Usually, when homeowners take out mortgages, they deal with the lender directly, and then the loan is later transferred to a third party known as a loan servicer. The loan servicer handles the collection of payments and applies the homeowner’s payment to the principal and the interest portions of the loan. The loan servicer is also the party that initiates foreclosure proceedings if the homeowner fails to make the required payments.
Mortgage loans are often transferred multiple times during the life of the loan, and as long as the transfers are completed properly under the law, they are legal. Just because the loan was not originally taken from the loan servicer does not mean that the loan servicer is not the proper party to initiate foreclosure proceedings against the homeowner on an unpaid mortgage. Issues of standing usually arise in mortgage foreclosure lawsuits where the party initiating the lawsuit lacks the paperwork to show how the loan was transferred from the original lender.
In most cases, when a lender transfers a loan to another lender or loan purchaser, there is an assignment of the loan to a mortgage loan servicer, and this assignment lets the servicer stand in place of the lender or the loan purchaser, with the rights of the lender or purchaser, which allows the servicer to sue the borrower in the event the borrower misses payments on the loan. If the assignment of the loan to the servicer was improperly done, or if the servicer lacks the proper documentation to foreclose the loan, then the borrower may have a defense to a foreclosure action began by the servicer.
As part of their duties, loan servicers also handle escrow accounts for borrowers who chose to use them. The servicers are also responsible for ensuring that these funds are passed on to the next servicer is the loan is reassigned, in order to ensure proper crediting of payments to the borrower. Failure to credit payments to the proper borrower can create confusion and lead to improper foreclosure on a borrower who would otherwise be current on his payments. Borrowers should keep detailed records of when they send in their payments, keep proof of cancelled checks or other evidence of having made payments, especially if they have a history of being charged late fees by the servicer after sending in a payment on time. If a borrower is charged extra fees, he should make sure he asks for a detailed explanation of the fees to ensure they are legitimate and authorized under the original mortgage note.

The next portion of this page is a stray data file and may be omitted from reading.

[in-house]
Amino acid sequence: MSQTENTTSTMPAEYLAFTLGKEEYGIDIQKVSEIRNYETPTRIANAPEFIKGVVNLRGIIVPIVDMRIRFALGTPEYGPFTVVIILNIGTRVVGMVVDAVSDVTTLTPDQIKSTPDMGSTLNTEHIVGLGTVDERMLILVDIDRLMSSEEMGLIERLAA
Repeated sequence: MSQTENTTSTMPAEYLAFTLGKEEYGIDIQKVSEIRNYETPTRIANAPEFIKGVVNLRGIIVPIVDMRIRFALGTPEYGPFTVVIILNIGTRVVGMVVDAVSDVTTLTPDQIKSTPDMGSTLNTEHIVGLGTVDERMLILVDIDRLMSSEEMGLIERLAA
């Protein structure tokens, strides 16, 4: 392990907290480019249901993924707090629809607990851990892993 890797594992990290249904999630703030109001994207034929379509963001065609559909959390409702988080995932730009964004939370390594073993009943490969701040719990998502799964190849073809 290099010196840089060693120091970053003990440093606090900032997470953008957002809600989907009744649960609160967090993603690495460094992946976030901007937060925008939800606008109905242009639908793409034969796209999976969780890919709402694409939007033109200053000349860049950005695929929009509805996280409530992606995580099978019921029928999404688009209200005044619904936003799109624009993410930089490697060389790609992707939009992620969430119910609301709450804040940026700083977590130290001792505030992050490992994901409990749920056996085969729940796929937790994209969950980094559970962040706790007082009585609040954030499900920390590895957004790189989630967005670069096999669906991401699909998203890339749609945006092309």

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There are foreclosure defenses that are based on the fact that the entity bringing the foreclosure action does not properly own the loan, or that they cannot provide the original loan documents. It is sometimes difficult for homeowners facing foreclosure to determine if these defenses apply to them without consulting an attorney. If you are facing foreclosure and want to discuss what you can do to fight it, contact the North Miami foreclosure attorneys at Charlip Law Group, L.C. for a consultation.